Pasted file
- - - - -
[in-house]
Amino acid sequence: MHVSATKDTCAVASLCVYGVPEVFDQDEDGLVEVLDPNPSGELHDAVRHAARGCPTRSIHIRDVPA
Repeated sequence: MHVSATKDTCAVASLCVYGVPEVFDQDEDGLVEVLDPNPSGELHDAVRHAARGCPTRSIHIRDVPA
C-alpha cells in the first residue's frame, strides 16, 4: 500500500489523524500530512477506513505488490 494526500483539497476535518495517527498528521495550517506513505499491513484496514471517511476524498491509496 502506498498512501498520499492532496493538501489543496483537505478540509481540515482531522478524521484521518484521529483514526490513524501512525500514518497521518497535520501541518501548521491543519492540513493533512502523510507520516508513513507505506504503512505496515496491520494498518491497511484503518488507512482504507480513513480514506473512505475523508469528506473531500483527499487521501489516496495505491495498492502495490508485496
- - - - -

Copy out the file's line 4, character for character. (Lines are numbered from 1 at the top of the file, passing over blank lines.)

C-alpha cells in the first residue's frame, strides 16, 4: 500500500489523524500530512477506513505488490 494526500483539497476535518495517527498528521495550517506513505499491513484496514471517511476524498491509496 502506498498512501498520499492532496493538501489543496483537505478540509481540515482531522478524521484521518484521529483514526490513524501512525500514518497521518497535520501541518501548521491543519492540513493533512502523510507520516508513513507505506504503512505496515496491520494498518491497511484503518488507512482504507480513513480514506473512505475523508469528506473531500483527499487521501489516496495505491495498492502495490508485496